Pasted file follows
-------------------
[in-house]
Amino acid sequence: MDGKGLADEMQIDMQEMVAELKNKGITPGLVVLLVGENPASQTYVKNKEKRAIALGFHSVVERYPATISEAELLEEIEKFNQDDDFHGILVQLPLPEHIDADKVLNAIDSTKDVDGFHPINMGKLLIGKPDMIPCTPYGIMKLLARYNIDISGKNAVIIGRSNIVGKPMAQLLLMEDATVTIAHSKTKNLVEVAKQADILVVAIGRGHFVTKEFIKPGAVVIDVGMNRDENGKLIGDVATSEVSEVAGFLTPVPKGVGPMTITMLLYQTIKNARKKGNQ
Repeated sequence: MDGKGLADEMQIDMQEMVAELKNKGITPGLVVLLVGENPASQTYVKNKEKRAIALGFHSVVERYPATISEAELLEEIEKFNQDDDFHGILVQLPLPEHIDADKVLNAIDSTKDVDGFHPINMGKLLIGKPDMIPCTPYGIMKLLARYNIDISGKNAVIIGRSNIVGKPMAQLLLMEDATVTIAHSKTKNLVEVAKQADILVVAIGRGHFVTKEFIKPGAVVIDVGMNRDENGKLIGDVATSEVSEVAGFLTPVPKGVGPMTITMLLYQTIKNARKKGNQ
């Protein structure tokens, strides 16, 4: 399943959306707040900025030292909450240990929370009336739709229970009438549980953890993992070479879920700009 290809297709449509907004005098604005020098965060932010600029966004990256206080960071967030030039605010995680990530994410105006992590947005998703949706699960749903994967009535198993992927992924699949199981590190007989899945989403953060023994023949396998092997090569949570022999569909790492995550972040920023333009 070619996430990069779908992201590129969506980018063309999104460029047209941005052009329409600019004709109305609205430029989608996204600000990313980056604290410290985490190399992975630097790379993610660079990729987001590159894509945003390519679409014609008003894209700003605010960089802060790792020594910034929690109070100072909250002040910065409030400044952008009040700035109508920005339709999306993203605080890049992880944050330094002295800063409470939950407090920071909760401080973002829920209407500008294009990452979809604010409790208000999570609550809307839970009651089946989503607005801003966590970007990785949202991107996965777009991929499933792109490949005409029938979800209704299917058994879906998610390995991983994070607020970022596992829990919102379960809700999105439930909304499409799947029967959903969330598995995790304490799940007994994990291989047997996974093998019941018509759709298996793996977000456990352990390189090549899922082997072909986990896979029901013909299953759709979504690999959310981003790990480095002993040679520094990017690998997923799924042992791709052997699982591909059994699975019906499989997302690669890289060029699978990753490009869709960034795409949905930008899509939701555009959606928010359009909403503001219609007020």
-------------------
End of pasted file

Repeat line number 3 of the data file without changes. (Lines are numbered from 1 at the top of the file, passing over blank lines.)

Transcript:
Repeated sequence: MDGKGLADEMQIDMQEMVAELKNKGITPGLVVLLVGENPASQTYVKNKEKRAIALGFHSVVERYPATISEAELLEEIEKFNQDDDFHGILVQLPLPEHIDADKVLNAIDSTKDVDGFHPINMGKLLIGKPDMIPCTPYGIMKLLARYNIDISGKNAVIIGRSNIVGKPMAQLLLMEDATVTIAHSKTKNLVEVAKQADILVVAIGRGHFVTKEFIKPGAVVIDVGMNRDENGKLIGDVATSEVSEVAGFLTPVPKGVGPMTITMLLYQTIKNARKKGNQ